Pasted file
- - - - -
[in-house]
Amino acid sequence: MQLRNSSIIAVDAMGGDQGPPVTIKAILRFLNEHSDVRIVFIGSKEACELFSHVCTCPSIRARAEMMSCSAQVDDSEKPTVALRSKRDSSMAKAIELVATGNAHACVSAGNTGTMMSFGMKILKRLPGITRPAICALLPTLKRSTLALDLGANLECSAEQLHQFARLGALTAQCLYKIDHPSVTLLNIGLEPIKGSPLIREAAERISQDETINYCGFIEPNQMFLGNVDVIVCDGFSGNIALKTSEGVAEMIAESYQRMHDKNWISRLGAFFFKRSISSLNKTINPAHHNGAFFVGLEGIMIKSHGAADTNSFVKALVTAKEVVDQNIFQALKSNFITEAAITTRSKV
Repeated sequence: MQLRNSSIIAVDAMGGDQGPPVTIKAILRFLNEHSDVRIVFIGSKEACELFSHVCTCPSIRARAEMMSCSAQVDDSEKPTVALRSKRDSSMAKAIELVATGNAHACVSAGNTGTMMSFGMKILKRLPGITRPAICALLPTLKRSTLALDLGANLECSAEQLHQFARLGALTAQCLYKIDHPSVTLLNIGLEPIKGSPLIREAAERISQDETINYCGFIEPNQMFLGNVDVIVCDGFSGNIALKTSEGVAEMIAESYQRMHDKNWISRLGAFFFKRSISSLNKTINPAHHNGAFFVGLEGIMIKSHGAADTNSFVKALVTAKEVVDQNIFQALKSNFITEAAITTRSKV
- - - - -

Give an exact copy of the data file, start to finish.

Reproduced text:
[in-house]
Amino acid sequence: MQLRNSSIIAVDAMGGDQGPPVTIKAILRFLNEHSDVRIVFIGSKEACELFSHVCTCPSIRARAEMMSCSAQVDDSEKPTVALRSKRDSSMAKAIELVATGNAHACVSAGNTGTMMSFGMKILKRLPGITRPAICALLPTLKRSTLALDLGANLECSAEQLHQFARLGALTAQCLYKIDHPSVTLLNIGLEPIKGSPLIREAAERISQDETINYCGFIEPNQMFLGNVDVIVCDGFSGNIALKTSEGVAEMIAESYQRMHDKNWISRLGAFFFKRSISSLNKTINPAHHNGAFFVGLEGIMIKSHGAADTNSFVKALVTAKEVVDQNIFQALKSNFITEAAITTRSKV
Repeated sequence: MQLRNSSIIAVDAMGGDQGPPVTIKAILRFLNEHSDVRIVFIGSKEACELFSHVCTCPSIRARAEMMSCSAQVDDSEKPTVALRSKRDSSMAKAIELVATGNAHACVSAGNTGTMMSFGMKILKRLPGITRPAICALLPTLKRSTLALDLGANLECSAEQLHQFARLGALTAQCLYKIDHPSVTLLNIGLEPIKGSPLIREAAERISQDETINYCGFIEPNQMFLGNVDVIVCDGFSGNIALKTSEGVAEMIAESYQRMHDKNWISRLGAFFFKRSISSLNKTINPAHHNGAFFVGLEGIMIKSHGAADTNSFVKALVTAKEVVDQNIFQALKSNFITEAAITTRSKV